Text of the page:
A new documentary was supposed to provide a fly-on-the-wall window onto Gloriavale, New Zealand’s most renowned religious community.
Gloriavale: A Woman’s Touch aired on New Zealand’s TV2 last month, debuting with some of the highest ratings that year in New Zealand television. The documentary was the third installment in a series based around the 540-strong community on the west coast of New Zealand’s South Island, filmed with a budget of close to half a million dollars.
The third Gloriavale series followed couple Dove Love and Watchful Steadfast, teenagers promised in marriage by their parents (as is the custom in Gloriavale) prepare for their life together by going on chaperoned dates where neither party involved in any physical intimacy (including touching). Before their marriage ceremony in the series finale – where, as custom dictates, the couple consummated their marriage during a break in proceedings – Steadfast admitted on camera what attracted him to his betrothed. “She’s willing to submit to me, which I feel is very important for a marriage to last,” he said. Romantic stuff.
Love even recorded a song to honour her courtship with Steadfast, the release of which went viral on Twitter in New Zealand.
The series also sparked a run on Gloriavale costumes at fancy dress parties (residents only wear blue, and bonnets for women are mandatory) and a Gloriavale-name generator on social media.
But a former Gloriavale resident who fled the community with her siblings and parents in her teens has slammed the production for being “irresponsibly soft” on the group and its questionable history, penning a passionate op-ed piece for New Zealand website The Pantograph Punch.
“For the casual viewer, there’s no denying that the subject matter is fascinating, and at times comical - but the way Gloriavale is being presented for our consumption now is exploitative and negligent,” former community resident Melissa Harrison wrote.
“As a piece of television, its makers are satisfied to deliver us our LOLs in a steady stream of sound bites and sight gags, and it satisfies our voyeuristic longings for the strange; all with no critical engagement, no history, no varied perspectives. Critical engagement probably isn’t as fun.”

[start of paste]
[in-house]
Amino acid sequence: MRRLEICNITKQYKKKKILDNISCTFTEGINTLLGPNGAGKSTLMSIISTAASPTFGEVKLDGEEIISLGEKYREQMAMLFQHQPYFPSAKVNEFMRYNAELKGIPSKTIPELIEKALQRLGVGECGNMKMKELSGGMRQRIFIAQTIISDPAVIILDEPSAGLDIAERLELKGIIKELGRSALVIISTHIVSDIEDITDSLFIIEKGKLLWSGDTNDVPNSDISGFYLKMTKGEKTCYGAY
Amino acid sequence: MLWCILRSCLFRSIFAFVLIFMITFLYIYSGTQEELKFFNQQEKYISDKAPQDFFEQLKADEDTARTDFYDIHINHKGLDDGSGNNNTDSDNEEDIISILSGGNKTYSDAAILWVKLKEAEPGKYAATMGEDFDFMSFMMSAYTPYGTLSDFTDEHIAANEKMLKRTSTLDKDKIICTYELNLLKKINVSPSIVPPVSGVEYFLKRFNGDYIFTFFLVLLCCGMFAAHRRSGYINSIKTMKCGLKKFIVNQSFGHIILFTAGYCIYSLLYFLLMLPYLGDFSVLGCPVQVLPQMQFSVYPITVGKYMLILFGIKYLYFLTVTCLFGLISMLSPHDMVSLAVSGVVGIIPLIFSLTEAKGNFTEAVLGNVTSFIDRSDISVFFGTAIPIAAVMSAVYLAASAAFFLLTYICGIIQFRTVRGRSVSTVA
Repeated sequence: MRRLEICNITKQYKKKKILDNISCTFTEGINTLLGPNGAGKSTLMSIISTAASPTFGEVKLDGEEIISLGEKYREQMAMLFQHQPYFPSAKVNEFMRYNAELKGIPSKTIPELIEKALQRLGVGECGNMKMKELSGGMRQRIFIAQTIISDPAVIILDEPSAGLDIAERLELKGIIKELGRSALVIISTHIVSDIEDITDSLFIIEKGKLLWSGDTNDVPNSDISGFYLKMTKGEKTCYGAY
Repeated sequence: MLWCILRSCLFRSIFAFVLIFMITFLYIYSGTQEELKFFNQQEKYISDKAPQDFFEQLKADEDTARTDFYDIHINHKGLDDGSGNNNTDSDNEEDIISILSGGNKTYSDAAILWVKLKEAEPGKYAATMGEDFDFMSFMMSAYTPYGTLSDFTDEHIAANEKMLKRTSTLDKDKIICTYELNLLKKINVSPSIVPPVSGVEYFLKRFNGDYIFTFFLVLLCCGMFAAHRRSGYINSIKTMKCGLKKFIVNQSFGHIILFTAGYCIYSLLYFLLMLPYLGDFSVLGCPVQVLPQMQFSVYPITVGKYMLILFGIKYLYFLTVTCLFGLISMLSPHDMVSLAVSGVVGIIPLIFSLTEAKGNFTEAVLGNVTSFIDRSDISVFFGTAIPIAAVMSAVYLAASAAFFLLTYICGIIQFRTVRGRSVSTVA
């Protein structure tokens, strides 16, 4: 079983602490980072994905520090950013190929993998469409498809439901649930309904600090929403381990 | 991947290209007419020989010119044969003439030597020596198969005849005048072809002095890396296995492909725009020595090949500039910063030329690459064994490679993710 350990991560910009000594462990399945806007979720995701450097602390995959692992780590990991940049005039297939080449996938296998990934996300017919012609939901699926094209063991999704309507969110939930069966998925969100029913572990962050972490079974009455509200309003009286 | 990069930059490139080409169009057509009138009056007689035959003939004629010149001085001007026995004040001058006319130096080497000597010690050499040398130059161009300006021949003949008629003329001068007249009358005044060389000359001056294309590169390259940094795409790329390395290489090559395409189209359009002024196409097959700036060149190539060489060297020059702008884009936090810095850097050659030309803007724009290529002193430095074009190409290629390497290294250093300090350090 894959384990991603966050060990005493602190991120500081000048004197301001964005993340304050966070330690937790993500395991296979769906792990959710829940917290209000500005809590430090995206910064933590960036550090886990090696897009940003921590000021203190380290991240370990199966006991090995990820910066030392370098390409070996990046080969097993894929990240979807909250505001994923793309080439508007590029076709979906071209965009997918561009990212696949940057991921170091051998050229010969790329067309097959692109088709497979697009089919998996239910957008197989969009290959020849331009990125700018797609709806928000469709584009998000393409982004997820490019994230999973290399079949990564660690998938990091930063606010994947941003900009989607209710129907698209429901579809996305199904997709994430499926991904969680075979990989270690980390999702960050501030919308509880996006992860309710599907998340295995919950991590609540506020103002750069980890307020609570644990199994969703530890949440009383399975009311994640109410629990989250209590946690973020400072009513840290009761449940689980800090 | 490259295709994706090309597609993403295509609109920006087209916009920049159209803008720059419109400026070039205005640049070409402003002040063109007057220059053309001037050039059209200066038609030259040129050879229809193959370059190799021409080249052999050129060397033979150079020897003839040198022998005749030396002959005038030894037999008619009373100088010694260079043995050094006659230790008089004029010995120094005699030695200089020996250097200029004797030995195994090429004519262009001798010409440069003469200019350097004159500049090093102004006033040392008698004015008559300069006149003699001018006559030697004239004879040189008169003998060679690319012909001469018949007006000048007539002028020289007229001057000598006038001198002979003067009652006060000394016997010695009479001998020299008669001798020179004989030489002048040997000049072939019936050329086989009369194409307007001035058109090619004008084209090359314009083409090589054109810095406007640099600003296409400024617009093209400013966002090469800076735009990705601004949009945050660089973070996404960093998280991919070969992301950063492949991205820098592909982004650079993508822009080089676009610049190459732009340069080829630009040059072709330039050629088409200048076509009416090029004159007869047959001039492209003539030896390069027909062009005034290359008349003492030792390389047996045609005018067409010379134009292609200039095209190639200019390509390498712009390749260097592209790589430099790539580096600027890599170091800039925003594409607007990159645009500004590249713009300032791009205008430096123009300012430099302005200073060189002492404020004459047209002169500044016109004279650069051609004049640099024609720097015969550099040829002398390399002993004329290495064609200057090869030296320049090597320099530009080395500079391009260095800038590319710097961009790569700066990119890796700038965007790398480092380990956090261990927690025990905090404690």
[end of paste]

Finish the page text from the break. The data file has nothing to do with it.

Harrison is speaking specifically about the allegations of sexual abuse levelled at Gloriavale’s founder Neville Cooper, her grandfather. She’s also speaking about the psychological pain her parents endured – being cut off from their family, friends and community for life – after leaving the group and the misogyny of the division of labour (women are tasked with cooking, cleaning and caring for the children, men to the building) in Gloriavale.
“There can be no reasonable doubt that these people – the women in particular – are subjugated. Sentiments that suggest otherwise are naïve,” Harrison wrote.
"It's not fictional. They are real lives, and they're not all that funny ... let's not mindlessly and uncritically gather around our TV screens for a chuckle at Gloriavale as pop-culture phenomenon.”
Amanda Evans, the documentary’s producer and director, hit back with an op-ed of her own in the New Zealand Herald.
“I am fascinated that women like Dove… can live so happily and find deep satisfaction in their lives, given the obvious restrictions. This is what the story is about – how do they make sense of the world and make the most of it?”
Evans also refutes Harrison’s allegations that the documentary is “irresponsibly soft”, providing no context to the charges of sexual abuse and poking fun at the expense of the community.
“I fully acknowledge that one man has served prison time for an offence committed 30 years ago,” she wrote. “However I believe a living, dynamic community of 540 people… shouldn’t be forever defined by that event.”